2012: KIRK YOUR ENTHUSIASM (Captain Kirk scenes): Dafna Pleban: Justice or vengeance? | Mark Kingwell : Kirk teaches his drill thrall to kiss | Nick Abadzis: “KHAAAAAN!” | Stephen Burt: “No kill I” | Greg Rowland: Kirk browbeats NOMAD | Zack Handlen: Kirk’s eulogy for Spock| Peggy Nelson: The joke is on Kirk | Kevin Church: Kirk vs. Decker | Enrique Ramirez: Good Kirk vs. Evil Kirk | Adam McGovern: Captain Camelot | Flourish Klink: Koon-ut-kal-if-fee | David Smay: Federation exceptionalism | Amanda LaPergola: Wizard fight | Steve Schneider: A million things you can’t have | Joshua Glenn: Debating in a vacuum | Kelly Jean Fitzsimmons: Klingon diplomacy | Trav S.D.: “We… the PEOPLE” | Matthew Battles: Brinksmanship on the brink | Annie Nocenti: Captain Smirk | Ian W. Hill: Sisko meets Kirk | Gabby Nicasio: Noninterference policy | Peter Bebergal: Kirk’s countdown | Matt Glaser: Kirk’s ghost | Joe Alterio: Watching Kirk vs. Gorn | Annalee Newitz: How Spock wins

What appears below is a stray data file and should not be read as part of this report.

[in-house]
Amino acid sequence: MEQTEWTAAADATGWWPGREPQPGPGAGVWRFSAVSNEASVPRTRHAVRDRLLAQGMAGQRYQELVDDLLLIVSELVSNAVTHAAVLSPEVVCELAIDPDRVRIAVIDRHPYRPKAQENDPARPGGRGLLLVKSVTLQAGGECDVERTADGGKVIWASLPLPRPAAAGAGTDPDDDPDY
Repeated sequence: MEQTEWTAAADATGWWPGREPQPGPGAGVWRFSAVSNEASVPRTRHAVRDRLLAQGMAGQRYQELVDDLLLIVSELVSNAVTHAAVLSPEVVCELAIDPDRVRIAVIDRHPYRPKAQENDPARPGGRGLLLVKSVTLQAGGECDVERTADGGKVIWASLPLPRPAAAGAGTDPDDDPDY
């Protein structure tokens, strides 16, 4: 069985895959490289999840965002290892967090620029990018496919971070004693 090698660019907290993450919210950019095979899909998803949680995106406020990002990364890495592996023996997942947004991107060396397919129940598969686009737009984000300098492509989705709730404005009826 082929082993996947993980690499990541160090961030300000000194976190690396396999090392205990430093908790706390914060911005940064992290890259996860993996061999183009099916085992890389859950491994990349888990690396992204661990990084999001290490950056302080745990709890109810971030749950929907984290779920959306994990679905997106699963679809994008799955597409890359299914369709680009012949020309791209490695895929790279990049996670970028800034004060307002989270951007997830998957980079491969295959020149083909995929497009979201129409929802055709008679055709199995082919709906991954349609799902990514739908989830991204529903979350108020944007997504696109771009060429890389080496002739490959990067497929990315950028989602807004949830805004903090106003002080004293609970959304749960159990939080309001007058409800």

2011: KIRB YOUR ENTHUSIASM (Jack Kirby panels): Douglas Rushkoff on THE ETERNALS | John Hilgart on BLACK MAGIC | Gary Panter on DEMON | Dan Nadel on OMAC | Deb Chachra on CAPTAIN AMERICA | Mark Frauenfelder on KAMANDI | Jason Grote on MACHINE MAN | Ben Greenman on SANDMAN | Annie Nocenti on THE X-MEN | Greg Rowland on THE FANTASTIC FOUR | Joshua Glenn on TALES TO ASTONISH | Lynn Peril on YOUNG LOVE | Jim Shepard on STRANGE TALES | David Smay on MISTER MIRACLE | Joe Alterio on BLACK PANTHER | Sean Howe on THOR | Mark Newgarden on JIMMY OLSEN | Dean Haspiel on DEVIL DINOSAUR | Matthew Specktor on THE AVENGERS | Terese Svoboda on TALES OF SUSPENSE | Matthew Wells on THE NEW GODS | Toni Schlesinger on REAL CLUE | Josh Kramer on THE FOREVER PEOPLE | Glen David Gold on JOURNEY INTO MYSTERY | Douglas Wolk on 2001: A SPACE ODYSSEY | MORE EXEGETICAL COMMENTARIES: Joshua Glenn on Kirby’s Radium Age Sci-Fi Influences | Chris Lanier on Kirby vs. Kubrick | Scott Edelman recalls when the FF walked among us | Adam McGovern is haunted by a panel from THE NEW GODS | Matt Seneca studies the sensuality of Kirby’s women | Btoom! Rob Steibel settles the Jack Kirby vs. Stan Lee question | Galactus Lives! Rob Steibel analyzes a single Kirby panel in six posts | Danny Fingeroth figgers out The Thing | Adam McGovern on four decades (so far) of Kirby’s “Fourth World” mythos | Jack Kirby: Anti-Fascist Pipe Smoker